Coal miner slams Indigenous ‘cash grab’

Wallarah 2 has rejected the Darkinjung Local Land Council's opposition to the Wallarah 2 coal mine as a 'cash grab'.

It came after the local Land Council revealed it was aiming to seek an injunction against the mine.

Earlier this week the Darkinjung Land Council slammed the mine's application as 'invalid', according to the ABC.

Sean Gordon, the group's CEO, said the miner's proposed rail spur runs over native land, and refused to give permission to its operation. 

"I think it is quite risky for minister Hazzard to be continuing with this project knowing that it is operating without any jurisdiction over our land," he told the ABC.

The land in question measures around 1750 metres by 40 metres

The group has gone on to demand $300 million in compensation for access, or approximately$2/tonne for the life of the mine.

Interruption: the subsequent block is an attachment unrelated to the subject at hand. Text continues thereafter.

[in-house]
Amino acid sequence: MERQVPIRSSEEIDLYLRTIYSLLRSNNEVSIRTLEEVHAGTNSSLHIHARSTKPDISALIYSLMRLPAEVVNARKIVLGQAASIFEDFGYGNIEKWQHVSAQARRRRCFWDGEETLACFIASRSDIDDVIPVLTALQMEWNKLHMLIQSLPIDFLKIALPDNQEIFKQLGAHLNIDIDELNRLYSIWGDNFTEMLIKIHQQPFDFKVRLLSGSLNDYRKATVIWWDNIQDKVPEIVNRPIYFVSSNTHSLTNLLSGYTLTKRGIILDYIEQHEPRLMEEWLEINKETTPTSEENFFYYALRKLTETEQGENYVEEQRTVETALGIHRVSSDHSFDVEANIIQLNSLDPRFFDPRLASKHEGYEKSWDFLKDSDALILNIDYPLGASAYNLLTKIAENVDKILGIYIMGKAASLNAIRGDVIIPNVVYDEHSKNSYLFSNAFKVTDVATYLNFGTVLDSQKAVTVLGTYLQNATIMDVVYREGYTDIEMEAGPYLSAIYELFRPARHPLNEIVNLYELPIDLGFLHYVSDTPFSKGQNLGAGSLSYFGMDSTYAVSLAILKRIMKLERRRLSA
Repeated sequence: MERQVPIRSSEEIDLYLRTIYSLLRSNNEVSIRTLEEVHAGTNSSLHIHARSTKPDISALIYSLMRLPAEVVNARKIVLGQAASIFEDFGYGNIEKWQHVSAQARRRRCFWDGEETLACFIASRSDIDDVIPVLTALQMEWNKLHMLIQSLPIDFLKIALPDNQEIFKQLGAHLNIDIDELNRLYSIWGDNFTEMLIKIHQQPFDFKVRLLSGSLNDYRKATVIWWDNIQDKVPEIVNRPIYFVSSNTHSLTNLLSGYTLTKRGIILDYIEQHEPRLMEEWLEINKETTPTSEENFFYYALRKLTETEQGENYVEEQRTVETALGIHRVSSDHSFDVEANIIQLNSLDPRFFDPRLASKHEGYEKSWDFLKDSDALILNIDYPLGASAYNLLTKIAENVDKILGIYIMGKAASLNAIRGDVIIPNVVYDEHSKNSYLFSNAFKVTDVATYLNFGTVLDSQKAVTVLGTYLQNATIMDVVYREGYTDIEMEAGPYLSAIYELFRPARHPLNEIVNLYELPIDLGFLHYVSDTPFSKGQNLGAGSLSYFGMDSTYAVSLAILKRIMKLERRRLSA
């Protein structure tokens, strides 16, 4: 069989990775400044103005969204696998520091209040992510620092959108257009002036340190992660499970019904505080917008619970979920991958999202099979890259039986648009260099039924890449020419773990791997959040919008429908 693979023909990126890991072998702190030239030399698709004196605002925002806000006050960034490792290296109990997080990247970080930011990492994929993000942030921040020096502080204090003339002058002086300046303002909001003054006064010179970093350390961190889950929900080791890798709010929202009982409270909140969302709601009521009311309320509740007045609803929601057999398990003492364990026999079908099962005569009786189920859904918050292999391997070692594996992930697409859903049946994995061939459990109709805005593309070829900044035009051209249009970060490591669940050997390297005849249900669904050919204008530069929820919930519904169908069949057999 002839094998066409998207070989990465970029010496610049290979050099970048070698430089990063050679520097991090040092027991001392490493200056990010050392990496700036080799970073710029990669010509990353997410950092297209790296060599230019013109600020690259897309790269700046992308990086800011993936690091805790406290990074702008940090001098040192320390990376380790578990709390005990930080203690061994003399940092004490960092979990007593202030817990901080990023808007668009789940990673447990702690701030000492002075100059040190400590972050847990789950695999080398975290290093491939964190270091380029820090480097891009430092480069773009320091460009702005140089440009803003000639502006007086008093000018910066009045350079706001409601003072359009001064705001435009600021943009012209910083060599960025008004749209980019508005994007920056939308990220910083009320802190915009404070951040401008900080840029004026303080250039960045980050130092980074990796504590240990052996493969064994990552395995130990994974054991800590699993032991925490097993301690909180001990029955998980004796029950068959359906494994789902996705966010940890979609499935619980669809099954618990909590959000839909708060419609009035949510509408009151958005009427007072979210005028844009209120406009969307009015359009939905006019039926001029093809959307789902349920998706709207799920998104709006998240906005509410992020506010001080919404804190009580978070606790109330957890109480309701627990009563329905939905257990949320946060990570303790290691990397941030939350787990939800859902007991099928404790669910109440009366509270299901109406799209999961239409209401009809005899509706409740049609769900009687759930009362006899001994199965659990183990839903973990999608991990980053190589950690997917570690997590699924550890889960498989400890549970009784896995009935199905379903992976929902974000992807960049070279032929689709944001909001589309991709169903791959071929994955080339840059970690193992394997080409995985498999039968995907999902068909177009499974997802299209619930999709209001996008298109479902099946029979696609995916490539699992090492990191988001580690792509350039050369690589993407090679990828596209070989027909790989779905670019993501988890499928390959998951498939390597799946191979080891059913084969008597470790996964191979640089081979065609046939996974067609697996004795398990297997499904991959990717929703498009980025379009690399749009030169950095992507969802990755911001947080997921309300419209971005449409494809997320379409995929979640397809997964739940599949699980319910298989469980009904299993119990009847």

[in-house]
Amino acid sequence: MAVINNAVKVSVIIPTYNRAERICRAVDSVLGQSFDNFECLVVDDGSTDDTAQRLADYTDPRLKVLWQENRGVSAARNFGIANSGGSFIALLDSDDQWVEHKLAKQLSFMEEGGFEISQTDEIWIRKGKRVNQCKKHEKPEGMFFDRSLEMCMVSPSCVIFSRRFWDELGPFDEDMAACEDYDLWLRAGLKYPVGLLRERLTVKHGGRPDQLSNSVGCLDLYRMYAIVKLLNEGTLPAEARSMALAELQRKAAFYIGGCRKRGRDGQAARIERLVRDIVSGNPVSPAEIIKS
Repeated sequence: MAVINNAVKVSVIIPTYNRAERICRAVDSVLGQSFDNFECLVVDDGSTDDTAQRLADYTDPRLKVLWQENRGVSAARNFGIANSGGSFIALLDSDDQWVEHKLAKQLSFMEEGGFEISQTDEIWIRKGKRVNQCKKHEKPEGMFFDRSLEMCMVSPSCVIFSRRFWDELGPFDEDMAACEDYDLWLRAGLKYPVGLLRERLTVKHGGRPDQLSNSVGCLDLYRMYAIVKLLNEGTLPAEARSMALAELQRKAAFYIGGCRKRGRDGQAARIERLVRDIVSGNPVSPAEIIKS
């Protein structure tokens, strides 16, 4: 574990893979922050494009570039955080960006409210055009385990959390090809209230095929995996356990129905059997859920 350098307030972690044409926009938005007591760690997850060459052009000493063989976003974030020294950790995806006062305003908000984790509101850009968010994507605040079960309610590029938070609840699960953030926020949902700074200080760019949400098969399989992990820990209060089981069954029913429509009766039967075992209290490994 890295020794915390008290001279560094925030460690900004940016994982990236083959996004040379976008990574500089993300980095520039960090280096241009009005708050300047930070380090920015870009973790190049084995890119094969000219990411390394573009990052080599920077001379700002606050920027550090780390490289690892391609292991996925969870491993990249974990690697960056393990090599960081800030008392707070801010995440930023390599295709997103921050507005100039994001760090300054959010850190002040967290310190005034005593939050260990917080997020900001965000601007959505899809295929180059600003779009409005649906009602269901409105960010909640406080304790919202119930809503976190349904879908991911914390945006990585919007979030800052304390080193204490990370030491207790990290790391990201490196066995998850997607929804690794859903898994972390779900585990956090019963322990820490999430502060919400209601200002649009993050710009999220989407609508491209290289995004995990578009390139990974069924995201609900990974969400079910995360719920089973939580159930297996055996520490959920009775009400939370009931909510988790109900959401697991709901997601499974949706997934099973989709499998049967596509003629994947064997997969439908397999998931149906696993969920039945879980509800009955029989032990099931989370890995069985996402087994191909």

Wallarah 2 has slammed the recent move, stating that it has "had ongoing discussions with Darkinjung for many years regarding compensation for accessing Darkinjung land to build a rail spur connecting the existing railway line in order to transport coal to the port of Newcastle".

"Wallarah 2 has offered Darkinjung a generous compensation package, including cash compensation, support for a proposed training centre, apprenticeships for local Aboriginals and tertiary scholarships over the life of the proposed mine," it said in a company statement.

It went on to say the new $300 million claim for the land "equates to $30 million per hectare, or $170 000 in land access fees for every lineal metre of railway track built across Darkinjung land".

"This demand amounts to extortion."

It also claimed Darkinjung CEO Sean Gordon's statements on the ABC that Wallarah 2's 2010 project application did not include Darkinjung land were false.

Gordon says the Land Council will continue to challenge the mine's development.

"It's a real tester that a small aboriginal community of an Aboriginal Land Council are really taking on the Korean Government around protecting our rights and our interests," Gordon said.

These latest developments come as the Greens criticise Labor's push to ban the mine, which in turn may damage moves to ban mining right across the Central Coast.



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